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  1. Rodriguez, Julio A. (Ed.)

    Design code-based “life-safety” requirements for structural earthquake and tsunami design offer reasonable guidelines to construct buildings that will remain standing during a tsunami or seismic event. Much less consideration has been given to assessing structural resilience during sequential earthquake and tsunami multi-hazard events. Such events present a series of extreme loading scenarios, where damage sustained during the earthquake influences structural performance during the subsequent inundation. Similar difficulties exist with respect to damage sustained during tropical events, as wind and fluid loading may vary with structural response or accumulated damage. To help ensure critical structures meet a “life-safety” level of performance during such multi-hazard events, analysis software capable of simulating simultaneous structural and fluid dynamics must be developed. To address this gap in understanding of non-linear fluid-structure-interaction (FSI), an open-source tool (FOAMySees) was developed for simulation of tsunami and wave impact analysis of post-earthquake non-linear structural response of buildings. The tool is comprised of the Open-source Field Operation And Manipulation software package and OpenSeesPy, a Python 3 interpreter of OpenSees. The programs are coupledviapreCICE, a coupling library for partitioned multi-physics simulation. FOAMySees has been written to work in a Linux OS environment with HPC clusters in mind. The FOAMySees program offers a partitioned conventional-serial-staggered coupling scheme, with optional implicit iteration techniques to ensure a strongly-coupled two-way FSI solution. While FOAMySees was developed specifically for tsunami-resilience analysis, it may be utilized for other FSI applications with ease. With this coupled Computational Fluid Dynamics (CFD) and Finite Element Analysis (FEA) program, tsunami and earthquake simulations may be run sequentially or simultaneously, allowing for the evaluation of non-linear structural response to multi-hazard excitation.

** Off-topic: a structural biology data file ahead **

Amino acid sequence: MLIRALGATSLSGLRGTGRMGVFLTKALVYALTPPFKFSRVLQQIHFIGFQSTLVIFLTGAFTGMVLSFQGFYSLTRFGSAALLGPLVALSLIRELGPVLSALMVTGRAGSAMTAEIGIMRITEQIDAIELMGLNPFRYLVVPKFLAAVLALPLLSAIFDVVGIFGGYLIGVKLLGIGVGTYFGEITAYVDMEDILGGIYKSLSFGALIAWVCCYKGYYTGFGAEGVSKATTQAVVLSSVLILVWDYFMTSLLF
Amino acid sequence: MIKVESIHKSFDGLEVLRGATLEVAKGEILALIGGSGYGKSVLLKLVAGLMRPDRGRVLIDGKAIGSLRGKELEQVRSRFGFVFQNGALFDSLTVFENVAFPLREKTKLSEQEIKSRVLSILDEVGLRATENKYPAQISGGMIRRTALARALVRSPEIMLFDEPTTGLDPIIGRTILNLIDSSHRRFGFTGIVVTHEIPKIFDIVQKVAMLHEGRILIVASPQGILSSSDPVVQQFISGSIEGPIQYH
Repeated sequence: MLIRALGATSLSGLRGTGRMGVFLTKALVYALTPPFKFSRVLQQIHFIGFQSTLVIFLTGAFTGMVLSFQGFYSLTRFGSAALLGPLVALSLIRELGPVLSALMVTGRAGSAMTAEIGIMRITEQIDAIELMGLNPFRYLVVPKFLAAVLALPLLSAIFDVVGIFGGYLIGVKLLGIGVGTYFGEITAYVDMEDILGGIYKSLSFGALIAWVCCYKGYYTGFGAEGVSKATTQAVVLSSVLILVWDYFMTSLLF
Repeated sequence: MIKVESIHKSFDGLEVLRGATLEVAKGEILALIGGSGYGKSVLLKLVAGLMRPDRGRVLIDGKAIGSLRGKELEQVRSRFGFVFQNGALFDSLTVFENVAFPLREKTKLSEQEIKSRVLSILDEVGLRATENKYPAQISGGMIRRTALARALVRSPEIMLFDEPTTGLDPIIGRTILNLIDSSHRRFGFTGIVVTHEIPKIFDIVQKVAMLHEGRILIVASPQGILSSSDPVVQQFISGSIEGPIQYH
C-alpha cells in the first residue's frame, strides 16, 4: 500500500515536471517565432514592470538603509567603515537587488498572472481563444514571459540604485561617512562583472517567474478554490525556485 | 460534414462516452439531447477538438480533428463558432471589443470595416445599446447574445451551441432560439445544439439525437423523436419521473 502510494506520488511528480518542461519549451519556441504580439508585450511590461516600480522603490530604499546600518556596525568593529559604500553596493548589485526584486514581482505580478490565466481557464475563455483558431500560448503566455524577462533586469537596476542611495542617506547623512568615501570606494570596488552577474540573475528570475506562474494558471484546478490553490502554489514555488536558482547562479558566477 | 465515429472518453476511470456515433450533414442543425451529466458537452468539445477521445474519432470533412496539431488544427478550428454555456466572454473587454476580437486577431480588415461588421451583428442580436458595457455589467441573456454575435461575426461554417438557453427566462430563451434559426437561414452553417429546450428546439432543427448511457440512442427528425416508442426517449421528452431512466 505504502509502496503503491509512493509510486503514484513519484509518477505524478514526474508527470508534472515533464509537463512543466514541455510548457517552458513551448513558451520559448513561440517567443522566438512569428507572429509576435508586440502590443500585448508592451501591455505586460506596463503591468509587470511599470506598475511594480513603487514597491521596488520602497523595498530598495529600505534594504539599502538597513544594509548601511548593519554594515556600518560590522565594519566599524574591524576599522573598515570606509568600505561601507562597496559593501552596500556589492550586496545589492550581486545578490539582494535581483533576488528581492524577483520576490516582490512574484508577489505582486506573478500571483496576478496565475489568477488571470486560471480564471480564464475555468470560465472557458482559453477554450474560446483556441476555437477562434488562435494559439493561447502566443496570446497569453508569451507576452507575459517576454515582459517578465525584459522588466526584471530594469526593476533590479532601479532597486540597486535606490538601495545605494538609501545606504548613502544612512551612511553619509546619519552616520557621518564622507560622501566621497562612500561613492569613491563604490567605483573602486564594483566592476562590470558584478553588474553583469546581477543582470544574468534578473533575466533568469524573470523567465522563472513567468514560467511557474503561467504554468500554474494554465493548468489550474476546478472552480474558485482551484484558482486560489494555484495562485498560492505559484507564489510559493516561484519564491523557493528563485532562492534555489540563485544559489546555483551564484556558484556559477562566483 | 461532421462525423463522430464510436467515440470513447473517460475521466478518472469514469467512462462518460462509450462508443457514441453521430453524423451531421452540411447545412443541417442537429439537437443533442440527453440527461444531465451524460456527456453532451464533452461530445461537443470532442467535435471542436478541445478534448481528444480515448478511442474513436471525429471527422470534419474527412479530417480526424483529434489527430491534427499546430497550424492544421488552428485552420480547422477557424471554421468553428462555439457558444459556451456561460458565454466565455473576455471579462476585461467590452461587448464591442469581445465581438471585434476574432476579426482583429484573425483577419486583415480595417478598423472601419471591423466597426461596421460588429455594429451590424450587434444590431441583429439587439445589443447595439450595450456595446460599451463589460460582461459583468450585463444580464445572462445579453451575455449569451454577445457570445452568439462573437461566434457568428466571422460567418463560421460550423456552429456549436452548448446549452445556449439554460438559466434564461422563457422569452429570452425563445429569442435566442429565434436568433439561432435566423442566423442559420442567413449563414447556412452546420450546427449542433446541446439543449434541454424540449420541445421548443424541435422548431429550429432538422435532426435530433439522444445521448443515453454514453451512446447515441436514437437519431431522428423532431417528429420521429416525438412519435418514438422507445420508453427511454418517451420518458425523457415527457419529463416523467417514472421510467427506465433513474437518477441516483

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  2. During a tsunami or storm surge event, coastal infrastructure and ports are subject to a series of disparate physical hazards that can cause significant damage and loss of life. Among these, debris impact loading during inundation events is chaotic, complex, and thus far minimally understood, especially when considering the accumulation of individual debris into a large debris field. This work provides the results of a comprehensive experimental study of the impact and subsequent damming of chaotic debris fields, including more than 400 individual trials; this scope of this paper describes the experimental design and initial analysis of wave-driven debris-induced loading for select configurations. These data include both the impact phenomena and subsequent damming by debris accumulation and find strong correlation between increasing debris field density and high impact forces. High frequency impact forces and low frequency damming signals are considered via fast Fourier transform methods. Overall trends in wave-induced debris forcing from large debris fields are presented. 
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  3. null (Ed.)
  4. Summary

    Studies of recorded ground motions and simulations have shown that deep sedimentary basins can greatly increase the intensity of earthquake ground motions within a period range of approximately 1–4 s, but the economic impacts of basin effects are uncertain. This paper estimates key economic indicators of seismic performance, expressed in terms of earthquake‐induced repair costs, using empirical and simulated seismic hazard characterizations that account for the effects of basins. The methodology used is general, but the estimates are made for a series of eight‐ to 24‐story residential reinforced concrete shear wall archetype buildings in Seattle, WA, whose design neglects basin effects. All buildings are designed to comply with code‐minimum requirements (i.e., reference archetypes), as well as a series of design enhancements, which include (a) increasing design forces, (b) decreasing drift limits, and (c) a combination of these strategies. As an additional reference point, a performance‐based design is also assessed. The performance of the archetype buildings is evaluated for the seismic hazard level in Seattle according to the 2018 National Seismic Hazard Model (2018 NSHM), which explicitly considers basin effects. Inclusion of basin effects results in an average threefold increase in annualized losses for all archetypes. Incorporating physics‐based ground motion simulations to represent the large‐magnitude Cascadia subduction interface earthquake contribution to the hazard results in a further increase of 22% relative to the 2018 NSHM. The most effective of the design strategies considered combines a 25% increase in strength with a reduction in drift limits to 1.5%.

     
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